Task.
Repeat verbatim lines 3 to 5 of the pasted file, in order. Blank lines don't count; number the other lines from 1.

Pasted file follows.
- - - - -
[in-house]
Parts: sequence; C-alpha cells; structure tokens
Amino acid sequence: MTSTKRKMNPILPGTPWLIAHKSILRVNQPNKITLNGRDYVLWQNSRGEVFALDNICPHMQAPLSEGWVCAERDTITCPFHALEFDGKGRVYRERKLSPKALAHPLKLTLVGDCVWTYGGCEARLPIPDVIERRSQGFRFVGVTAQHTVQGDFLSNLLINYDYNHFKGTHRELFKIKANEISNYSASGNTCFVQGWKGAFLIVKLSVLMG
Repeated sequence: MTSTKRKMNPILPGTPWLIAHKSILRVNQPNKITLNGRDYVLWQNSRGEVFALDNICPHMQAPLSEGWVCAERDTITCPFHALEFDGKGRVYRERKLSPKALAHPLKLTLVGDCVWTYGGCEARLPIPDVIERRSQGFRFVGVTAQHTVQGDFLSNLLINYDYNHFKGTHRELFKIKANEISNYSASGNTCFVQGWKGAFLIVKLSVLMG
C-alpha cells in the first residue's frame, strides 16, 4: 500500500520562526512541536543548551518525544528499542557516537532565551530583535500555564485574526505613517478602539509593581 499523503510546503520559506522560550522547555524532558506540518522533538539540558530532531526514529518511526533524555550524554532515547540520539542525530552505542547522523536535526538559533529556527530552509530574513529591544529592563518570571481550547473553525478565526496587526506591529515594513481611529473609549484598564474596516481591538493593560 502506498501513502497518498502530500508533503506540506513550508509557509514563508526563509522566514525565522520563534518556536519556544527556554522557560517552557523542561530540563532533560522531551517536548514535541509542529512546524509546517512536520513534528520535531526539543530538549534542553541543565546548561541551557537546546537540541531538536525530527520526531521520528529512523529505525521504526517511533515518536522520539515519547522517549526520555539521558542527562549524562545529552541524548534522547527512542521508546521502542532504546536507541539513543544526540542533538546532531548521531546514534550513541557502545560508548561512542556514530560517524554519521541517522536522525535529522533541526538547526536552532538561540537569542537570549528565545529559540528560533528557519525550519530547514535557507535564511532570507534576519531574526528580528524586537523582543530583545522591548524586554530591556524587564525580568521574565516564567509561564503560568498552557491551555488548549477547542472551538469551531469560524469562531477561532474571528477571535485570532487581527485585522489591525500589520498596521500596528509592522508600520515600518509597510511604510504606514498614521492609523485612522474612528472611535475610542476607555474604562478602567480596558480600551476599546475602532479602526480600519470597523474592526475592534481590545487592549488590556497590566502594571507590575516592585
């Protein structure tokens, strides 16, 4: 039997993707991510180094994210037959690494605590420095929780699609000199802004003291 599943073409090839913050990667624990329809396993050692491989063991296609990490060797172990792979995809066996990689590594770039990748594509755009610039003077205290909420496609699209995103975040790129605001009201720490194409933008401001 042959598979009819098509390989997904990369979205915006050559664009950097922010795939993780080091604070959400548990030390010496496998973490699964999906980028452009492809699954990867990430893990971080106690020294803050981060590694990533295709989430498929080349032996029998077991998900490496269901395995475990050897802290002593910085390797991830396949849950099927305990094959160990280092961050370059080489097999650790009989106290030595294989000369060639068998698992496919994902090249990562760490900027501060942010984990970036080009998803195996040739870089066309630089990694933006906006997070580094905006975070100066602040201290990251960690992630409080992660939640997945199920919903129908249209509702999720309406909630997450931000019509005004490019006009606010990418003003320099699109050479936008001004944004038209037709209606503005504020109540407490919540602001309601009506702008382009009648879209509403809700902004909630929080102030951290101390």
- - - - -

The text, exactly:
Amino acid sequence: MTSTKRKMNPILPGTPWLIAHKSILRVNQPNKITLNGRDYVLWQNSRGEVFALDNICPHMQAPLSEGWVCAERDTITCPFHALEFDGKGRVYRERKLSPKALAHPLKLTLVGDCVWTYGGCEARLPIPDVIERRSQGFRFVGVTAQHTVQGDFLSNLLINYDYNHFKGTHRELFKIKANEISNYSASGNTCFVQGWKGAFLIVKLSVLMG
Repeated sequence: MTSTKRKMNPILPGTPWLIAHKSILRVNQPNKITLNGRDYVLWQNSRGEVFALDNICPHMQAPLSEGWVCAERDTITCPFHALEFDGKGRVYRERKLSPKALAHPLKLTLVGDCVWTYGGCEARLPIPDVIERRSQGFRFVGVTAQHTVQGDFLSNLLINYDYNHFKGTHRELFKIKANEISNYSASGNTCFVQGWKGAFLIVKLSVLMG
C-alpha cells in the first residue's frame, strides 16, 4: 500500500520562526512541536543548551518525544528499542557516537532565551530583535500555564485574526505613517478602539509593581 499523503510546503520559506522560550522547555524532558506540518522533538539540558530532531526514529518511526533524555550524554532515547540520539542525530552505542547522523536535526538559533529556527530552509530574513529591544529592563518570571481550547473553525478565526496587526506591529515594513481611529473609549484598564474596516481591538493593560 502506498501513502497518498502530500508533503506540506513550508509557509514563508526563509522566514525565522520563534518556536519556544527556554522557560517552557523542561530540563532533560522531551517536548514535541509542529512546524509546517512536520513534528520535531526539543530538549534542553541543565546548561541551557537546546537540541531538536525530527520526531521520528529512523529505525521504526517511533515518536522520539515519547522517549526520555539521558542527562549524562545529552541524548534522547527512542521508546521502542532504546536507541539513543544526540542533538546532531548521531546514534550513541557502545560508548561512542556514530560517524554519521541517522536522525535529522533541526538547526536552532538561540537569542537570549528565545529559540528560533528557519525550519530547514535557507535564511532570507534576519531574526528580528524586537523582543530583545522591548524586554530591556524587564525580568521574565516564567509561564503560568498552557491551555488548549477547542472551538469551531469560524469562531477561532474571528477571535485570532487581527485585522489591525500589520498596521500596528509592522508600520515600518509597510511604510504606514498614521492609523485612522474612528472611535475610542476607555474604562478602567480596558480600551476599546475602532479602526480600519470597523474592526475592534481590545487592549488590556497590566502594571507590575516592585